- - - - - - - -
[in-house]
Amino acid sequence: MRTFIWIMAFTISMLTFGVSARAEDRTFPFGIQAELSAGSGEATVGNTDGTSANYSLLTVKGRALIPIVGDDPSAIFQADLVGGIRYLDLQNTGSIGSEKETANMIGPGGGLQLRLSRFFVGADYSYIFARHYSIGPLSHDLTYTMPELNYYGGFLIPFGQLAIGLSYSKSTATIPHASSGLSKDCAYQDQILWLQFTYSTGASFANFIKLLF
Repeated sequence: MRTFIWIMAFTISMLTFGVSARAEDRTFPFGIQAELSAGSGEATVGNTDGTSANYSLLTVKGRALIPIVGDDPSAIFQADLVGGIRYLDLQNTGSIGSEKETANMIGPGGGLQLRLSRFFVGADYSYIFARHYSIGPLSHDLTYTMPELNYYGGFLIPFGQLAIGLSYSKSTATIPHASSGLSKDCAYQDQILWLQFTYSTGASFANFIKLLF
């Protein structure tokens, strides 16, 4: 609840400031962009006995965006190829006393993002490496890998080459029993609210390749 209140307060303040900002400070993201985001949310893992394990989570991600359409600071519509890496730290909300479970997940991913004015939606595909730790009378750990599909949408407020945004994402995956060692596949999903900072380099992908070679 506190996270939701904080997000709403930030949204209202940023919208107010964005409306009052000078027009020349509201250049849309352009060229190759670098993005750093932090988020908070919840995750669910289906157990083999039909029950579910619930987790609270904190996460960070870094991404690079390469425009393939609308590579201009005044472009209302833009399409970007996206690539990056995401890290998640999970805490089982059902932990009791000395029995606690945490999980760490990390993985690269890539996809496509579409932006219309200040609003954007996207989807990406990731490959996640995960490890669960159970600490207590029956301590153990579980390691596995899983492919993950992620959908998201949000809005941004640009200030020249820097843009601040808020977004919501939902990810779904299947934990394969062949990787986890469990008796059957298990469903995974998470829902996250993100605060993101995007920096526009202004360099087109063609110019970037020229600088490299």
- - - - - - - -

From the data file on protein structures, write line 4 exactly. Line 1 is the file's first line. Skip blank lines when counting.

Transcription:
């Protein structure tokens, strides 16, 4: 609840400031962009006995965006190829006393993002490496890998080459029993609210390749 209140307060303040900002400070993201985001949310893992394990989570991600359409600071519509890496730290909300479970997940991913004015939606595909730790009378750990599909949408407020945004994402995956060692596949999903900072380099992908070679 506190996270939701904080997000709403930030949204209202940023919208107010964005409306009052000078027009020349509201250049849309352009060229190759670098993005750093932090988020908070919840995750669910289906157990083999039909029950579910619930987790609270904190996460960070870094991404690079390469425009393939609308590579201009005044472009209302833009399409970007996206690539990056995401890290998640999970805490089982059902932990009791000395029995606690945490999980760490990390993985690269890539996809496509579409932006219309200040609003954007996207989807990406990731490959996640995960490890669960159970600490207590029956301590153990579980390691596995899983492919993950992620959908998201949000809005941004640009200030020249820097843009601040808020977004919501939902990810779904299947934990394969062949990787986890469990008796059957298990469903995974998470829902996250993100605060993101995007920096526009202004360099087109063609110019970037020229600088490299």